UniSA research helping people avoid unnecessary breast cancer treatment
National Breast Cancer Awareness month
Dr Liz Buckley, alumna and Research Fellow at UniSA’s Cancer Epidemiology & Population Health Research Group.
UniSA research is exploring ways for medical professionals to better predict which breast cancers will become life threatening compared with those that will not require invasive treatment.
Breast cancer is the most common cancer among Australian women, with one in eight being diagnosed with the disease by the time they turn eighty-five.
But thanks to advances in research, screening and treatment, more patients are likely to live longer and fewer women are dying from it than ever before.
In 2015, over 15,600 women and 145 men are expected to be diagnosed with breast cancer, affecting the quality of life of thousands of families across Australia.
And while mortality rates are declining, the number of women diagnosed continues to rise due to increased awareness of early detection and mammography screening.
Dr Liz Buckley, Research Fellow at UniSA’s Cancer Epidemiology & Population Health Research Group, completed her PhD at UniSA earlier this year.
Her thesis explored the prominent issue of over-diagnosis and over-treatment in women with cancers that may not have grown or become life-threatening if left undiscovered.
“There is a lot of uncertainty about whether certain high risk lesions, such as atypical hyperplasia and ductal carcinoma in-situ, increase the risk of breast cancer enough so as to warrant treatment,” says Liz, who focused her research on Australian women at high risk of developing breast cancer, such as women previously diagnosed with benign or non-cancerous breast diseases.
“There is some evidence that suggests some women will go on to develop invasive breast cancer, but this is not the case for all women.”
As a consequence of the high risk of cancer following breast disease, most women are treated as if they have early invasive breast cancer, “meaning that for any women who were unlikely to develop cancer, they are receiving treatment that they would not necessarily need.”
Before working within the Centre for Population Health Research, Liz conducted Health Technology Assessments for the Commonwealth Government, and assessed evidence relating to the safety, effectiveness and cost-effectiveness of digital mammography.
She learned a lot about the difficulties in introducing a screening program that provided clear benefits to women while minimising potential harms, and became aware of the concerns surrounding over-diagnosis of breast cancer.
“I’ve always believed in the underlying principle of screening, that is, improving outcomes by detecting and treating breast cancer early, but I realised that mammography isn’t necessarily a perfect screening test,” she says.
The national screening program for breast cancer, BreastScreen Australia, offers and recommends two-yearly screening mammograms for women aged between fifty and seventy-four.
BreastScreen Australia says mammography is the most effective screening test to detect breast cancer, with no other screening technology proven to reduce related deaths.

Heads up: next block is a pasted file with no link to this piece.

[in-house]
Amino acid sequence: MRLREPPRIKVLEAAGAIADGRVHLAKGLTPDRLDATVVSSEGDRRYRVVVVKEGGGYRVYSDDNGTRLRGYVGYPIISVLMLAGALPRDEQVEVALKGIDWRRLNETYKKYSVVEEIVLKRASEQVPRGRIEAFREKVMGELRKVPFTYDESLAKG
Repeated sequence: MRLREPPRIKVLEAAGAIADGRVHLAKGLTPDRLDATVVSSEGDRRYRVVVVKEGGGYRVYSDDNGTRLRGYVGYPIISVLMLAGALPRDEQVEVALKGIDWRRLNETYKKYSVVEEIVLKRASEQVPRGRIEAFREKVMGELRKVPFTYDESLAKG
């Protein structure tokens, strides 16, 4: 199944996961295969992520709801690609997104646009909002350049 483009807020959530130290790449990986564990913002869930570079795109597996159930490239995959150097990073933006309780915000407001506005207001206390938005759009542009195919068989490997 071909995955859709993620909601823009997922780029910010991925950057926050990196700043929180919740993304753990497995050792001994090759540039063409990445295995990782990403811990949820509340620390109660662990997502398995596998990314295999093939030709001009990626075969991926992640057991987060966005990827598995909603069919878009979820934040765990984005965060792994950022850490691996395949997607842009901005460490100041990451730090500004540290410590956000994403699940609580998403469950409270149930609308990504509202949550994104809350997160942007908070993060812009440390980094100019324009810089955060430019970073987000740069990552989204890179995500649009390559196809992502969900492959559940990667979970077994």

The program also says it is currently impossible to tell which breast cancers may become life-threatening and which may not; it was this gap in research that Liz decided to explore further through her PhD.
“If there was a way to identify which of those women would develop invasive breast cancer, then treatment could be provided to only those women, and any harm from over-treatment could be avoided,” she says.
While screening, along with the ageing population, has contributed to the increasing number of breast cancer cases diagnosed in Australia, Liz says mortality rates are declining, with survivorship becoming an increasingly important area of research.
As with all cancers, the spiritual wellbeing of breast cancer patients plays a major role in survivorship, with mental, social and emotional aspects of the disease as prominent and present as the physical.
Once cancer is discovered, whether by over-diagnosis or not, the wellbeing of the patient is of utmost importance, and researchers are working towards improving the quality of life for patients during treatment and in the years following.
“A patient’s physical wellbeing is inextricably linked to their emotional and spiritual wellbeing,” Liz says.
“Women with breast cancer are having better quality of life with the improvements that have been seen in treatments; this is particularly so with the increased use of breast conserving therapy instead of mastectomy for some women where, even though less breast tissue is removed, there is no difference in breast cancer survival.”
Despite advancements, there still remain extensive gaps in breast cancer research, so Liz is continuing her work by exploring the disease among South Australian Indigenous women.
“This is incredibly important given that Indigenous women are less likely to develop breast cancer in their lifetime, but if they do, they have poorer survival prospects. We need to understand not only breast cancer epidemiology in Indigenous women but also how the screening process works for this group of women.”
Liz was the recipient of the 2011 Bellberry Scholarship which allowed her to embark on her PhD journey and to contribute her research to the fight against cancer.
To support this research please visit: Support Cancer Research
By Anneliese Abela